As the case law has unfolded, church autonomy has been regularly invoked in four litigation patterns: (1) a plaintiff sues a religious entity for employment discrimination (or a related common-law claim), and the entity invokes the ministerial exception to block the lawsuit; (2) a lawsuit raises questions that concern the validity, meaning, or importance of religious assertions or disputes, and civil authorities refuse to take up those questions; (3) a disagreement between two factions within a church or denomination is brought before the civil authorities, who then defer to the determination of the dispute by the highest ecclesial judicatory; and (4) a party sues for defamation based on communications that arose out of a matter of internal governance, and the defendant pleads church autonomy as a defense.

Concerning this third pattern or internecine disputes between two factions, in lieu of deferring to the proper ecclesial judicatory the Supreme Court has permitted states the alternative of adopting a rule of decision characterized as “neutral principles of law.” Resort to this alternative, however, has been permitted by the Supreme Court only in property cases where the two factions have abandoned attempts at resolving their underlying doctrinal differences, thus the only matter remaining for civil resolution via “neutral principles” is who gets legal title to the church property.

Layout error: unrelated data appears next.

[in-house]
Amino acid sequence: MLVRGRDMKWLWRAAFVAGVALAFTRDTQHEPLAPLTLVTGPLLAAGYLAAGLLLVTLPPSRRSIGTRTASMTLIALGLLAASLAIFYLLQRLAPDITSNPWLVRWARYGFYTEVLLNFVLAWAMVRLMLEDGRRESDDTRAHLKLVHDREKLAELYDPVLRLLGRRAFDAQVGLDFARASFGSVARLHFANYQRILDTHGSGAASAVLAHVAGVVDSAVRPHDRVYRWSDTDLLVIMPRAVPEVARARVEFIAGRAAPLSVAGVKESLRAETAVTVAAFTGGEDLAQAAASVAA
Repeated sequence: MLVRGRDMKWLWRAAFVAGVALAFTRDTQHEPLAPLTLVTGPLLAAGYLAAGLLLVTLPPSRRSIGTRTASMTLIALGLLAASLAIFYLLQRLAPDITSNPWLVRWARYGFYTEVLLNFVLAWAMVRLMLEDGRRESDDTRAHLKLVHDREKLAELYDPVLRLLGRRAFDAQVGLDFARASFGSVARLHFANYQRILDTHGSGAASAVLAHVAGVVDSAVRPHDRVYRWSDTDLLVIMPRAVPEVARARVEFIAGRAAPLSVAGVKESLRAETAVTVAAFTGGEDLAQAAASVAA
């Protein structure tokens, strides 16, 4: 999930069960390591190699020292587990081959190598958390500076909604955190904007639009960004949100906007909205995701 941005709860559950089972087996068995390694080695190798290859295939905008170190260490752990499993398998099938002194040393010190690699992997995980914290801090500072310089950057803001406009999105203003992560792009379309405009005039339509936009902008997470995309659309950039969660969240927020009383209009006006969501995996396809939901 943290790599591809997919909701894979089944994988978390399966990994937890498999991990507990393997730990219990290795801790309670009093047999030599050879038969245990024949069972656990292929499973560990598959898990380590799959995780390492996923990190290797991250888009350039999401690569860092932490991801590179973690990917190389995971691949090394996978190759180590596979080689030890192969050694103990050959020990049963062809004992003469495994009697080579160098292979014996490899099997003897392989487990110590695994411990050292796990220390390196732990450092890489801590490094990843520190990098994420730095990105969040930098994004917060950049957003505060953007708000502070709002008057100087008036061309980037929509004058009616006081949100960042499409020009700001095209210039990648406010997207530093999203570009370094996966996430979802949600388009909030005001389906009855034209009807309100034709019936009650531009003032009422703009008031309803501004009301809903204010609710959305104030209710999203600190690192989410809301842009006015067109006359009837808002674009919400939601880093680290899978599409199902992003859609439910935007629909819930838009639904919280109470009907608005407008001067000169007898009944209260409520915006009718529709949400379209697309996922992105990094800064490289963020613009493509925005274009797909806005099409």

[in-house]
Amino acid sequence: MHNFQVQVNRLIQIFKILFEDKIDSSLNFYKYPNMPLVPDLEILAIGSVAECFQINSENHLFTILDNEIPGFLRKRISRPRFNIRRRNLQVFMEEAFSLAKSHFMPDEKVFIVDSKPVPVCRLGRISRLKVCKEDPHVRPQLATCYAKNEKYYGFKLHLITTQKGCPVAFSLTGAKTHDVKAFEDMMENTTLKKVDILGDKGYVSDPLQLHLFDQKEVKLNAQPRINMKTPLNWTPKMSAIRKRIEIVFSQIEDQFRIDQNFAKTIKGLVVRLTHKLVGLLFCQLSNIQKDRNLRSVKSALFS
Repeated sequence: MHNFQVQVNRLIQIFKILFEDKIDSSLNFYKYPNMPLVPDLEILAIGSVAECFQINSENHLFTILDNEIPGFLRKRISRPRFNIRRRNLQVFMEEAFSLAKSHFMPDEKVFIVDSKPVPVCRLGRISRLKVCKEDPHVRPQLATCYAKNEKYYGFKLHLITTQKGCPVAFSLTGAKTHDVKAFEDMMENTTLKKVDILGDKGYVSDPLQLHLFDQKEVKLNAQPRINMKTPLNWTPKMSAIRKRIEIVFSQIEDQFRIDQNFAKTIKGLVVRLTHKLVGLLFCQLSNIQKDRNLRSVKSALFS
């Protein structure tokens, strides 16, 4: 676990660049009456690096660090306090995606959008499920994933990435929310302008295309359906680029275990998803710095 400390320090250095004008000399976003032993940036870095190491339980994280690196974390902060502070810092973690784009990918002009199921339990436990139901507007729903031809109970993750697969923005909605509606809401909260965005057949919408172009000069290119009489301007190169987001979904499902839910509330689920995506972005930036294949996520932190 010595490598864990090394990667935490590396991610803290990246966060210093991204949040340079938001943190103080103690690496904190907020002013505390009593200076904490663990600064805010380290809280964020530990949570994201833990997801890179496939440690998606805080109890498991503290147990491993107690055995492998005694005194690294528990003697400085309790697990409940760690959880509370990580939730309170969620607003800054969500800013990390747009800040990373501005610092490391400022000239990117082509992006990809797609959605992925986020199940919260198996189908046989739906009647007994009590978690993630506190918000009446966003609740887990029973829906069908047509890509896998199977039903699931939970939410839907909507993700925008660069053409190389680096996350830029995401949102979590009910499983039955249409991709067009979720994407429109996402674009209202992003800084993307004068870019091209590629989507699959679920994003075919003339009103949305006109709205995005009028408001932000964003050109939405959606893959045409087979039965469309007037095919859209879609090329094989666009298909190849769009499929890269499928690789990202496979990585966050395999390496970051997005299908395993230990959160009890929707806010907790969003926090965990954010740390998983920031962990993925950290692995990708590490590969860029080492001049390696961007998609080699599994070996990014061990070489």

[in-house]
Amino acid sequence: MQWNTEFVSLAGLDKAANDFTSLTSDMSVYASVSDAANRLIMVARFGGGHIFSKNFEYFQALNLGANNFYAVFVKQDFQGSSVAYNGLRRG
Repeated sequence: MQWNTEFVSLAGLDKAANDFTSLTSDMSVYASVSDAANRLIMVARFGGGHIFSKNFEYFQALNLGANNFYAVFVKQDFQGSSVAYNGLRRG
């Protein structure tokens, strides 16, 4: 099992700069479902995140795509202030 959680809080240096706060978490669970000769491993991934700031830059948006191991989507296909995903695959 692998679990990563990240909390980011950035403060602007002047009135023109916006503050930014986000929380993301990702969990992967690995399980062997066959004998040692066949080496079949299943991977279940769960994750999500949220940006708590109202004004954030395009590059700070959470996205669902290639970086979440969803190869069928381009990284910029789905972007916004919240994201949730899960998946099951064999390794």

As to the fourth pattern involving defamation and related torts, some state courts have gone astray. Rather than applying the elements of the defamation claim before it and asking if their proof will entangle the parties and the court in one or more of the five subject matters identified by the Supreme Court as protected by church autonomy, some of these courts have wrongly looked to “neutral principles”—a divergence from church autonomy doctrine permitted by the Supreme Court only in internecine disputes over title to church property.

The Supreme Court in Hosanna-Tabor and more recently in Our Lady of Guadalupe School v. Morrissey-Berru (2020), showed no interest in the Papal Revolution of the 11th century out of which Catholic scholars derive freedom of the church (libertas ecclesiae). This deprives the Court of some distant principles to undergird the doctrine of church autonomy, but it also frees it from arguing that the Papal Revolution is a suitable undergirding for church autonomy as found in a late 18th century constitution. Instead, in the view of the Supreme Court the proper historical backdrop for understanding the First Amendment’s doctrine of church autonomy is nearer in time and closer to home. Under the guiding principle of originalism (although originalism was not expressly mentioned in Hosanna-Tabor), that means looking to what motivated revolutionary Americans on this side of the Atlantic: war with Great Britain, including rejection of its model for the established Church of England.